Tuesday, 7 January 2014

As presented in Lapland, in May 2004

A nice, summary statement of Conductive Education was published to introduce the short course presented by Idikó Kozma and Erzsébet Balogh at the University of Lapland in Northern Finland, from 6 to 8 May 2004 –

CE means –
  • the philosophy that children and adults can and will learn ways to do things that they could not do before, as long as they are taught in a way that creates in them the determination to do so;
  • a range of techniques and teaching methods appropriate to the task, including emotional bonding between teacher and learner through shared tasks, internalisation of external verbalisation, strong emphasis on rhythm and economy of restraint and physical aids; and
  • appropriate organisational arrangements to optimise the efforts and effectiveness of teacher and learner.
(Emphases in the original)

The source of this analysis is not referenced. This is not an original statement, nor one unique to Conductive Education. I myself first heard this threefold, hierarchy – philosophy, pedagogy, organisational structure – articulated by Reuven Feuerstein in The Prophet from the Wilderness, the second of the BBC's Transformers series on transformative pedagogies (1990). I utilised it widely when talking about Conductive Education over the years that followed, in talks and lectures, and in writings.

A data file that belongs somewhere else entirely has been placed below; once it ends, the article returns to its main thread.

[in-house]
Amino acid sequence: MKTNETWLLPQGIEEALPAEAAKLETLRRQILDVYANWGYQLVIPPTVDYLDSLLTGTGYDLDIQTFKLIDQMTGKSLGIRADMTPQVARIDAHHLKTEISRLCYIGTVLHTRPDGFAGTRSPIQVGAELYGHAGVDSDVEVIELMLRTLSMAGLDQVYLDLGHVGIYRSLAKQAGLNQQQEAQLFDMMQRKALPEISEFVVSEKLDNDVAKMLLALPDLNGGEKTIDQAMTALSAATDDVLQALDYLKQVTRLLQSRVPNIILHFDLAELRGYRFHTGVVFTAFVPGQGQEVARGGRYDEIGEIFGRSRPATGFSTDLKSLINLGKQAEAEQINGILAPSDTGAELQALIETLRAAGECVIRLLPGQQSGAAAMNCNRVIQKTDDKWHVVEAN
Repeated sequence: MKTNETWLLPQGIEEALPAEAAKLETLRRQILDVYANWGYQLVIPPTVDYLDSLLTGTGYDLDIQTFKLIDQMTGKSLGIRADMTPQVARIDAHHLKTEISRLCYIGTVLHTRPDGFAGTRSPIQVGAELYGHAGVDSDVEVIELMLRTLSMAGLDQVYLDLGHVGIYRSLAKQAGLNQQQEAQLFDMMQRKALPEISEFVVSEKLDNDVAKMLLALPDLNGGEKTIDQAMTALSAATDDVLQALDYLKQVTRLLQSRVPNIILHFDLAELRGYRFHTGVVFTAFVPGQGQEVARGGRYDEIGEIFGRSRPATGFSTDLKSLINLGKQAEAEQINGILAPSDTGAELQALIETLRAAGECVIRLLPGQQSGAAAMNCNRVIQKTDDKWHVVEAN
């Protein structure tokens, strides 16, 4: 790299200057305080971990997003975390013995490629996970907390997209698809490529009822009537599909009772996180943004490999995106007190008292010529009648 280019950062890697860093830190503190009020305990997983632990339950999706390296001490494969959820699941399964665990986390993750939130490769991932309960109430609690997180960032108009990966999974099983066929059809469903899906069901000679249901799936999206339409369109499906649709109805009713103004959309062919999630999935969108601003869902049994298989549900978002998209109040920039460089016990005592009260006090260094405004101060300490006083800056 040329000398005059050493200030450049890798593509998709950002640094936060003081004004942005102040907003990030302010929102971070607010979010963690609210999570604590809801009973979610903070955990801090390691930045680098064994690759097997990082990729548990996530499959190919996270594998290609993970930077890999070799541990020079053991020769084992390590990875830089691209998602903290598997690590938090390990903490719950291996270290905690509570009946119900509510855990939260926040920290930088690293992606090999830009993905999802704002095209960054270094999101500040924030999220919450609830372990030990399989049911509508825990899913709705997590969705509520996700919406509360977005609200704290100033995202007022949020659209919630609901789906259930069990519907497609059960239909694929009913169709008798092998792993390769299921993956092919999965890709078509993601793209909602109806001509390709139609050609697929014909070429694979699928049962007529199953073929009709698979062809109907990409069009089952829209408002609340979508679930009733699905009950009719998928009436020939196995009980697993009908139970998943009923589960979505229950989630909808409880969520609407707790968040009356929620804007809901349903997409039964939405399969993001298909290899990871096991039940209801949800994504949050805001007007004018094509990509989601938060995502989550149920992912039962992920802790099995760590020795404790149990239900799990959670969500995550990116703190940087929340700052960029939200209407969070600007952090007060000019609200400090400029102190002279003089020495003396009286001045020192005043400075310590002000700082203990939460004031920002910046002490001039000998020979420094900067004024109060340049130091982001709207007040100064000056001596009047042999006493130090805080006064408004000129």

It remains of potential value today as a conceptual framework for those seeking to describe Conductive Education as a complex, dynamic whole  'a system'.

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